Overview of the “No Fault” Divorce Ground in New York

Rincker Law Family/Matrimonial Law Leave a Comment

As a matrimonial attorney, I receive a lot of questions about “no fault” divorce law.  No fault law in New York did not remove the need for a “ground” in order to be divorced.  In other words, New York has been and still is a “grounds” divorce state.

Until October 12, 2010, there were only six grounds for divorce in New York State including:

1) Cruel and Inhuman treatment;

2) Abandonment (either actual or constructive);

3) Imprisonment;

4) Adultery;

5) Living separate and apart pursuant to a separation judgment or decree; and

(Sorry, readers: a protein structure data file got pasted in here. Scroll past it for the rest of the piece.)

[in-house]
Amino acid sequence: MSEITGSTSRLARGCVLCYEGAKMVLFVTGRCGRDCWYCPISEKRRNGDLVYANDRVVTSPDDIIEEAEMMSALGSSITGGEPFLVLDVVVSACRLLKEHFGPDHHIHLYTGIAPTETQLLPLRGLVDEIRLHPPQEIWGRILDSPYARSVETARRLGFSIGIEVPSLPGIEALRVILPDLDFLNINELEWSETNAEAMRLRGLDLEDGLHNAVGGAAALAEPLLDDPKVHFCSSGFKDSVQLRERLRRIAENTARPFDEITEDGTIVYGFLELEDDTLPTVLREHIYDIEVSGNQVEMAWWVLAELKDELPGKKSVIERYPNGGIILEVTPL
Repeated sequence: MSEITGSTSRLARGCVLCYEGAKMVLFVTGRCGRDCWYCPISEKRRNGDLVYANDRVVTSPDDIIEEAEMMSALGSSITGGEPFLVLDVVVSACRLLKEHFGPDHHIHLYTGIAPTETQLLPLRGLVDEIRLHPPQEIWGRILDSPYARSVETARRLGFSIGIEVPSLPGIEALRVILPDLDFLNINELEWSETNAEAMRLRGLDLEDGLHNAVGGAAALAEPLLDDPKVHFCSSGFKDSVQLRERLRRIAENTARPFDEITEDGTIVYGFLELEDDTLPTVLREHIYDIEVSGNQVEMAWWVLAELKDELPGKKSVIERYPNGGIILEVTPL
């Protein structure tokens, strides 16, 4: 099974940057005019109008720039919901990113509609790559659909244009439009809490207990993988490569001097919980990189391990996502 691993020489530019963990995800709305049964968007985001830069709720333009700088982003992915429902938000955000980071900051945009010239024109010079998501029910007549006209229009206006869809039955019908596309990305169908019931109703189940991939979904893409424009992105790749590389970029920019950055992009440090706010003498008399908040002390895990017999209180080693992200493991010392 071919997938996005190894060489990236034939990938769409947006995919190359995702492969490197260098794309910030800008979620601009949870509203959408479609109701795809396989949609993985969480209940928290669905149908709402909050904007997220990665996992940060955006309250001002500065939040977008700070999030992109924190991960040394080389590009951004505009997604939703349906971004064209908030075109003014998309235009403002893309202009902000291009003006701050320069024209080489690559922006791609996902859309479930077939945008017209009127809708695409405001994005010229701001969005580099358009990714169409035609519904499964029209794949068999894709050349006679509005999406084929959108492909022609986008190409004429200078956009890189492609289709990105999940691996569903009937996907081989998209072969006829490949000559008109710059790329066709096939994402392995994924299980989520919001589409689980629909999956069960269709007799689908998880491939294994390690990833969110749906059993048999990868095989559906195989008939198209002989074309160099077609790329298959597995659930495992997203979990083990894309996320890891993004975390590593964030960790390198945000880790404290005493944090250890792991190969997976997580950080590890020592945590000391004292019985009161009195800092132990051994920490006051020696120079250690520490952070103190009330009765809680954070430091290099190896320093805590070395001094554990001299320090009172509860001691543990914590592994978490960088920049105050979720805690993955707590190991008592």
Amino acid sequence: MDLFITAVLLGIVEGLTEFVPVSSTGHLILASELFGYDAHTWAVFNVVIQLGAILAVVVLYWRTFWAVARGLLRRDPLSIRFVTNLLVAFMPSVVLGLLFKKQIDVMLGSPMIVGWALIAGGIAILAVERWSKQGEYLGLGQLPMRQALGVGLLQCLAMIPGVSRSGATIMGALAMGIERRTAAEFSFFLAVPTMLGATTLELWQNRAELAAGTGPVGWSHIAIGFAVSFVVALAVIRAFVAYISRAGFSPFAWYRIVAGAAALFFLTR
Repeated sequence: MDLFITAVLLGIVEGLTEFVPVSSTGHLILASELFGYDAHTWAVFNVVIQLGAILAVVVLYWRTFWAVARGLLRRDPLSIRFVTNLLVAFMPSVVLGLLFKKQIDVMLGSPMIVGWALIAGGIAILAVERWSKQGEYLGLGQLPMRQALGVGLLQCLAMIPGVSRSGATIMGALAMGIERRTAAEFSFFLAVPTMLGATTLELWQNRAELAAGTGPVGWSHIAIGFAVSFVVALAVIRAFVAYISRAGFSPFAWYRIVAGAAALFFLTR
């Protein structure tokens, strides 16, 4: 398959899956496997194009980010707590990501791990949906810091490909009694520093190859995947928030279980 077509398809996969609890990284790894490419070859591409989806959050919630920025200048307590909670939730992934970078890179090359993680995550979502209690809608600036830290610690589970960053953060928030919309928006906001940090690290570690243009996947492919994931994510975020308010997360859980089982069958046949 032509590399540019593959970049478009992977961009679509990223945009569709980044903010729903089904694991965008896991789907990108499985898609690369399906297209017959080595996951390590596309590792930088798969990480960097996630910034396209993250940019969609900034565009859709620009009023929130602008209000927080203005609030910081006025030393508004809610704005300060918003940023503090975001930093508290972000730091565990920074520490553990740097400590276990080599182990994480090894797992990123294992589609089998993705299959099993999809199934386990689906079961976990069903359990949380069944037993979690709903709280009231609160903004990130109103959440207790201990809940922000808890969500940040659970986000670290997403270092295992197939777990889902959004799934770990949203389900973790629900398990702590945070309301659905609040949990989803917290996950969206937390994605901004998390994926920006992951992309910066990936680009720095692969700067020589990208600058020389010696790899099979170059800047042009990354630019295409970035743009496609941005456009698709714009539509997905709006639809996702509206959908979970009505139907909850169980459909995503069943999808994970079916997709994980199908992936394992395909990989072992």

6) Living separate and apart pursuant to a separation agreement.

However, on October 12, 2010, New York finally joined the other 49 states with passing a “no-fault” divorce ground.

New York’s 7th ground for divorce now permits a divorce based on one spouse’s sworn statement that the marriage has been “irretrievably broken” for at least the prior six (6) months prior to the commencement of the divorce.  When I commence “no-fault” divorces, I included this sworn statement for my client in the Verified Complaint.

This ground is referred to as a “no fault” ground for divorce because neither spouse has to show fault by the other spouse.  However, the caveat is that all economic, financial, custodial, and other ancillary issues must be resolved before the divorce will be finalized.  A divorce will not be granted until these issues are resolved or determined.

As an aside, I do both contested and uncontested divorces.  I have recently expanded my practice to divorce mediation (including virtual divorce mediation).

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